Friday, 8 January 2010
Welcome to the Ant House
Look up in the trees in far north Queensland and you might see a living ant house – a Buddha-like plant, clinging to the upper branches of a paperbark tree.
There are only a few leaves, the flower is tiny, but the swollen belly is a give away. That’s where the ants live.
Australia has only a handful of Ant House Plants but they are worth a second look. Attila Kapitany, an expert grower and observer of all kinds of succulents, describes them – along with bottle trees, salt marsh plants and other local fleshy plants – in his book on Australian succulents published a couple of years ago.
There are two kinds of Ant House Plants in Australia. The Buddha-like ones, from the coffee family (Rubiaceae), and a climber with swollen, ‘ant house’ leaves in the milkweed family (Apocynaceae).
The Buddhas grow mostly near the coast, and typically, but not exclusively, in melaleuca, the paperbark tree. Their roots are wrapped around the tree branch so they survive on direct rain and moisture in the air. The Ant House Plants don’t sit in the forks of trees like bromeliads and many other epiphytes, but are strung along the branch connected only by ant trails.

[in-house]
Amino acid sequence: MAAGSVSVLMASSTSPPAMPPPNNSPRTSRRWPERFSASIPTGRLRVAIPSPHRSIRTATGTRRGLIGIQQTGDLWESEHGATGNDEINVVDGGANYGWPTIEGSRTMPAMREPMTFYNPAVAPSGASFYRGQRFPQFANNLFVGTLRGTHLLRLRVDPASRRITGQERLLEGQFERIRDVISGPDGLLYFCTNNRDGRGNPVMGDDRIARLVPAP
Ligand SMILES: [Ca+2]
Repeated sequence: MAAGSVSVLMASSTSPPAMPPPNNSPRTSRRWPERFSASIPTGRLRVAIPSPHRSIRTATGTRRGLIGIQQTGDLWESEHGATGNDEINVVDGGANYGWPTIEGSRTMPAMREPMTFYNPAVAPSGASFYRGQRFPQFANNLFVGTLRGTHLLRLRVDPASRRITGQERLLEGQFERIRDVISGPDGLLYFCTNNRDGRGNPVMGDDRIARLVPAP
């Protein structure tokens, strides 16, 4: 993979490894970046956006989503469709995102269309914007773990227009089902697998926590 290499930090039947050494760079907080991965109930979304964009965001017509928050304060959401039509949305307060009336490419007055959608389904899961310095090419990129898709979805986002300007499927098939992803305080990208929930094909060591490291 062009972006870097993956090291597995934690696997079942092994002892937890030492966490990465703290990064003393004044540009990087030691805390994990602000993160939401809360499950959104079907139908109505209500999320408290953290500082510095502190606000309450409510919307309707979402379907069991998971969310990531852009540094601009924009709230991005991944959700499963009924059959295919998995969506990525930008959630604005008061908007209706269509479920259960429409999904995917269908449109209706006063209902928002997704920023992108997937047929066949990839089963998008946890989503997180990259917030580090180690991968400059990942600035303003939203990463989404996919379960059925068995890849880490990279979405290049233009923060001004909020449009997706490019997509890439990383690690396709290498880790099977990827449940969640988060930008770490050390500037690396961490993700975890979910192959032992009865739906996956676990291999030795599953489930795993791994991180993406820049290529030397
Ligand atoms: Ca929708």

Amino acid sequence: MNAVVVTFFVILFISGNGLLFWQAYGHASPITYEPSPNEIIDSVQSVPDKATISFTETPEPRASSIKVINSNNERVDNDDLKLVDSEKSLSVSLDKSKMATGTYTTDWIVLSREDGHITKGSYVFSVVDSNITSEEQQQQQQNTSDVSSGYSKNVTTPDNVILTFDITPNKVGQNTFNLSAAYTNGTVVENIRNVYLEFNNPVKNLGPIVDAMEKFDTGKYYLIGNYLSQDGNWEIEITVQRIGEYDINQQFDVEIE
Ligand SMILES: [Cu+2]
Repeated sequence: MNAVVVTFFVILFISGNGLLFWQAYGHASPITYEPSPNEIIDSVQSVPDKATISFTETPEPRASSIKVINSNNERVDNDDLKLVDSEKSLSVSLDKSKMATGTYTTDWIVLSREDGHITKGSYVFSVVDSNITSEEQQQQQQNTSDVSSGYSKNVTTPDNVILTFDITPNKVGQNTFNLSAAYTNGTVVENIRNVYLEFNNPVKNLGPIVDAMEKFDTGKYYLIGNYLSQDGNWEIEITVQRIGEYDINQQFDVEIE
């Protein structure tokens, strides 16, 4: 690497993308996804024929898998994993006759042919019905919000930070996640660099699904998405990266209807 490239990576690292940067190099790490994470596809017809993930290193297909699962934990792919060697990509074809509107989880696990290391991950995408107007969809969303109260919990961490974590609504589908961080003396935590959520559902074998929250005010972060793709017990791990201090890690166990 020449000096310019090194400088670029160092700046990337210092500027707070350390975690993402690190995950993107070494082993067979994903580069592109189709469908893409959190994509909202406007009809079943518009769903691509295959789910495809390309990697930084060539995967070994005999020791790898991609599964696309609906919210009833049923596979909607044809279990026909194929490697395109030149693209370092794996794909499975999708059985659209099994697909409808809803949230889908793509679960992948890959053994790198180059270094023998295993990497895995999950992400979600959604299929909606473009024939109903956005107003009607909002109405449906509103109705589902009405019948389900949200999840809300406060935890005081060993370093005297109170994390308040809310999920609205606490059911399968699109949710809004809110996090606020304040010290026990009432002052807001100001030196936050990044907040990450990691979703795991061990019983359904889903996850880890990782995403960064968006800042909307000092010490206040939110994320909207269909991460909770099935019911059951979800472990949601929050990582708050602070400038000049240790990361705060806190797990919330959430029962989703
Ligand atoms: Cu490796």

The small, dull, and barely open flowers appear through holes in the swollen stem. Within the stem there is a network of tunnels, some for the ants to live, some to store food, some for air holes, and so on. This elaborate infrastructure is provided by the plant, which gains valuable nutrients in exchange.
In the Tropical Centre at Sydney's Royal Botanic Gardens we have species of Myrmecodia and Hydnophytum, some from Cape York in Australia.
We also have the other kind of Ant House Plant. Dischidia major is a creeper with two kinds of leaves. Disc-like regular leaves plus angular swollen leaves called ‘pitcher leaves’. Although it sounds like they collect water, they are really a home for ants, and even more intriguingly, the roots of the plant!
This could also be called the inside-out plant. The roots are attracted into the cavity inside the leaf to take advantage of the nutrients provided by the occupying ants.
Image: A ‘Buddha-like’ Ant House Plant in the Tropical Centre at Sydney's Royal Botanic Gardens, next to a labelled orchid (Bulbophyllum). *This story is from the Radio Archives (September 2007).